Best Bets: Free brassy jazz, Brian Copeland, Ravel, and Piaf 

San Francisco’s Honor Brass Band performs in a free concert April 18 at Fulton Plaza in San Francisco presented by Mr. Tipple's. (Courtesy Honor Brass Band)

Freebie of the week: Mr. Tipple’s Recording Studio, the San Francisco joint founded by London-born entrepreneur and music lover Jay Bordeleau, is indeed a recording studio, but local jazz fans also know it serves up first-rate jazz acts, tasty snacks and a thoroughly impressive collection of cocktails, beer, wine and other drinks.

This week, Mr. Tipple’s is teaming with San Francisco’s Soundtrack Series to present a free show in the Civic Center area featuring top-notch Bay Area purveyors of New Orleans jazz. The lineup includes the Honor Brass Band, known for contemporary and traditional jazz fueled by some fine funk and classic swing. Next up is MJ’s Brass Boppers, described by event organizers as the “next best thing to following a brass band down New Orleans’ famed Claiborne Avenue.” That’s no idle boast: The outfit is said to be the only Bay Area New Orleans brass band whose members were all born in the Crescent City.

Wrapping things up is the acclaimed Jazz Mafia, a New Orleans style big brass ensemble powered by trombone, trumpet, saxes, drums and tuba. Led by trombonist and co-founder Adam Theis, the Jazz Mafia incorporates traditional jazz with styles from blues and R&B to hip-hop and more, so you’re never quite sure just what you’ll encounter when the musicians take the stage.

The free show runs from 4 to 7 p.m. Thursday at Fulton Plaza, on Fulton Street between Hyde and Larkin streets. For more information, go to

Dance Theatre of Harlem returns to the Bay Area for a pair of performances April 20-21. (Courtesy Theik Smith/Dance Theatre of Harlem)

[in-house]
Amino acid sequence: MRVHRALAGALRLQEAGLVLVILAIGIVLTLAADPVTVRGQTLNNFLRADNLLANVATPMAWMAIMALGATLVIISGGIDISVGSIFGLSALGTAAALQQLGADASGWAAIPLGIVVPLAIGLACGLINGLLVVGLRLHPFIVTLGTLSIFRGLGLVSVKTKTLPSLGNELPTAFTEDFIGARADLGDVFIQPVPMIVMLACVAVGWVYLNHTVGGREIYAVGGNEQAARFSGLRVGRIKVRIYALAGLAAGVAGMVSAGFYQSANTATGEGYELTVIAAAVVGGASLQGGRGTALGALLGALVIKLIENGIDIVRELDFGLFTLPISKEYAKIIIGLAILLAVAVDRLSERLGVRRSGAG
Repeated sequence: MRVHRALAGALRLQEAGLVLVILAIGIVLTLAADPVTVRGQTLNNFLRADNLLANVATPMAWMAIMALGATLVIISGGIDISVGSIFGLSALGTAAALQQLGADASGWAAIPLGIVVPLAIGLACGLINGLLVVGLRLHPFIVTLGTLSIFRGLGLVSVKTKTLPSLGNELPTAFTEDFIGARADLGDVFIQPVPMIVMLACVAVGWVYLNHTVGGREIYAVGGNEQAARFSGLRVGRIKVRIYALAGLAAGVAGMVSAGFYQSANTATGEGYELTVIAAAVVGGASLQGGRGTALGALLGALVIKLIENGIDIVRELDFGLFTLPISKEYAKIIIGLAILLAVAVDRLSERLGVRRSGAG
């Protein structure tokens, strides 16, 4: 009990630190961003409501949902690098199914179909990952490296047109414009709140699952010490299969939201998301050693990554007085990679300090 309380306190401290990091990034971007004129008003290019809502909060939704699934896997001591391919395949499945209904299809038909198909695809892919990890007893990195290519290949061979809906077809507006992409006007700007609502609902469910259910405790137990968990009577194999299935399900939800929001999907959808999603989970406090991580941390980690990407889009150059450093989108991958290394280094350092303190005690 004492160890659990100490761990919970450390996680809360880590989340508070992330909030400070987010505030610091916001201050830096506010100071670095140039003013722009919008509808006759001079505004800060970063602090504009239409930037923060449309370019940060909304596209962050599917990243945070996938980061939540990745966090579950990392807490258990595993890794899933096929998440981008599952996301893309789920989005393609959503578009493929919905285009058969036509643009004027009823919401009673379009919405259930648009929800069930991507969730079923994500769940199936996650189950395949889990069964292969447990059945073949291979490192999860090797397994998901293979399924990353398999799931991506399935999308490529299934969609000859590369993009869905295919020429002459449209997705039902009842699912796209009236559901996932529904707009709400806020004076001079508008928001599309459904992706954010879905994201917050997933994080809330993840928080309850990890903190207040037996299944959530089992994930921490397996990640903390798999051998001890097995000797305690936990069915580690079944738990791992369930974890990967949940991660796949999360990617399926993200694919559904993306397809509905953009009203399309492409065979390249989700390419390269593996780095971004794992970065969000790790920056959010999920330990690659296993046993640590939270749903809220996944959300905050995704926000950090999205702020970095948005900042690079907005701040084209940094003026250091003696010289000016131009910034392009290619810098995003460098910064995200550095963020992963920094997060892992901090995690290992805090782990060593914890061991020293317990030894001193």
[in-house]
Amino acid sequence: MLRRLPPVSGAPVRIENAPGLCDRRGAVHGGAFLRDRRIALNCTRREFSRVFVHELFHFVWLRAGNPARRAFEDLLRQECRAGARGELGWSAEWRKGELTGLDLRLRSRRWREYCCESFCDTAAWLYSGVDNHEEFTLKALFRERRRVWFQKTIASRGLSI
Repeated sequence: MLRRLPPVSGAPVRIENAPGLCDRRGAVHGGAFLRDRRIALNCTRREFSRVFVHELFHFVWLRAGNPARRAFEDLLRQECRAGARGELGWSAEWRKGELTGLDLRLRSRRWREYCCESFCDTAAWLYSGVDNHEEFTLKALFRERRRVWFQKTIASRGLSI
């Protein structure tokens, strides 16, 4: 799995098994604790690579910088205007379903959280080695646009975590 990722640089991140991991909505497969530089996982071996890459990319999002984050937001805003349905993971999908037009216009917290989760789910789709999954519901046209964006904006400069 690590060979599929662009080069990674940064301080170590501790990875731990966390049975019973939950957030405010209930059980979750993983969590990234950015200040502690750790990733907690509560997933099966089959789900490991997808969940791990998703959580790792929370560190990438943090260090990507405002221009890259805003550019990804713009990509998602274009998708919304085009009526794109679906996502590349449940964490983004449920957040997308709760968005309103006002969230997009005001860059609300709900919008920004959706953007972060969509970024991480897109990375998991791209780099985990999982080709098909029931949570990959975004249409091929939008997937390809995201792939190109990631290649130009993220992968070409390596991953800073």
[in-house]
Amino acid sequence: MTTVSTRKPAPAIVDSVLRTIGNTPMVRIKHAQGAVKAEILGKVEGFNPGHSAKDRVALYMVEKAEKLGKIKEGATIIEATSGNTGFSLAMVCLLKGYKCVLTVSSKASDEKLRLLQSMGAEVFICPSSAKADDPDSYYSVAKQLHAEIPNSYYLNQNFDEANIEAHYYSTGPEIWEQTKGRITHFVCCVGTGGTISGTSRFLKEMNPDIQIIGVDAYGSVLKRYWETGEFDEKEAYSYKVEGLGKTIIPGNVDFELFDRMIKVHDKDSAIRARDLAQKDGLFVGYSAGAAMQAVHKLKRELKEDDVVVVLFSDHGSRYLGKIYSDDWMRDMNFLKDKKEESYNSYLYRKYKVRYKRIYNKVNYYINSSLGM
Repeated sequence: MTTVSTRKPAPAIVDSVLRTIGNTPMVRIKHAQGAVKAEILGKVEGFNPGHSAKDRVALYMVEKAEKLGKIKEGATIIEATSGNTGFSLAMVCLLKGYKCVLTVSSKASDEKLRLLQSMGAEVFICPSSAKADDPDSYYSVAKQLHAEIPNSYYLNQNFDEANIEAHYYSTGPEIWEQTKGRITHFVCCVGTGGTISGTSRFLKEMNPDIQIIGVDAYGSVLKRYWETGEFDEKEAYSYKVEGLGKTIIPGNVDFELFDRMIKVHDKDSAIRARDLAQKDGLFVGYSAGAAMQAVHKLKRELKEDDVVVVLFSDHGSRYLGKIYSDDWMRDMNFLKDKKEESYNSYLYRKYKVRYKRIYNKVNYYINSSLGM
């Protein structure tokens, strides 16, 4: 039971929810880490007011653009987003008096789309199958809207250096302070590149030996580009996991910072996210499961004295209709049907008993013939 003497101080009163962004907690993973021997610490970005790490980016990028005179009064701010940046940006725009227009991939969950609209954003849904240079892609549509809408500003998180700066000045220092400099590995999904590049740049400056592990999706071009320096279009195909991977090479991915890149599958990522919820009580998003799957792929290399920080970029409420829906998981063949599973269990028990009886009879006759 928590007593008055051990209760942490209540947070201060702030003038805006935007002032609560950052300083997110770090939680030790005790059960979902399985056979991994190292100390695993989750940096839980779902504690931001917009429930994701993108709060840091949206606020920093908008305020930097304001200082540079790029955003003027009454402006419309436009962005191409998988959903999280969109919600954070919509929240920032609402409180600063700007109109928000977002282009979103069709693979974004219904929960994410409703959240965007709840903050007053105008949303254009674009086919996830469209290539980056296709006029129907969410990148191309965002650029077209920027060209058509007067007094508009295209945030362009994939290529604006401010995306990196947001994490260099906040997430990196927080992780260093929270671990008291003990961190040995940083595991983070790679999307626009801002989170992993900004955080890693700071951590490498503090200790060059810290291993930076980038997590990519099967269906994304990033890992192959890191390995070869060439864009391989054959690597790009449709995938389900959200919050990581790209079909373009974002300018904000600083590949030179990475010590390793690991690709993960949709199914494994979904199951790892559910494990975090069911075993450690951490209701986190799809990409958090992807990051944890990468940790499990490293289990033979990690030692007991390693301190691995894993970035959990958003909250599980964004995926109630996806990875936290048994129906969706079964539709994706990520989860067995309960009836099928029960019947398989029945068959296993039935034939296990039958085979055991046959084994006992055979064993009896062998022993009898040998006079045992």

From Harlem, with love (and grace): The Dance Theatre of Harlem was founded in the wake of a tragedy—the assassination of Martin Luther King Jr. — but has emerged as one of America’s leading lights of traditional and contemporary ballet.

Founder Arthur Mitchell, who had gained fame as the first Black principal dancer with the New York City Ballet, reportedly was en route to Brazil to start a national company there when King’s assassination convinced him to stay in New York and create a company to serve the African American community of Harlem. Partnering with Karel Shook of the Dutch National Ballet, Mitchell created a school and then a performance company of the school’s top dancers.

Dance Theatre of Harlem’s first official performance was in 1971, and the company, with support from George Balanchine and Jerome Robbins, evolved into one of the top ballet troupes in the country. The Los Angeles Times has described the company’s work as “a pulsing celebration of love and life.”

The company returns to the Bay Area with performances at 7:30 p.m. Saturday and 4 p.m. Sunday at the Lesher Center for the Arts in Walnut Creek. The programs will reportedly be a mix of Dance Theatre of Harlem favorites and new contemporary works. Tickets are $69-$99 (and going fast). Go to

Brian Copeland is bringing his best-known work, “Not a Genuine Black Man,” back to The Marsh. (Courtesy Joan Marcus/The Marsh)

Revisiting a classic: The Marsh in San Francisco has for years been the go-to venue for solo stage performances and dedicated to the art of storytelling. With minimal staging and sets, a typical show features a single artist embarking on an autobiographical tale with themes ranging from love to racial attitudes to microdosing.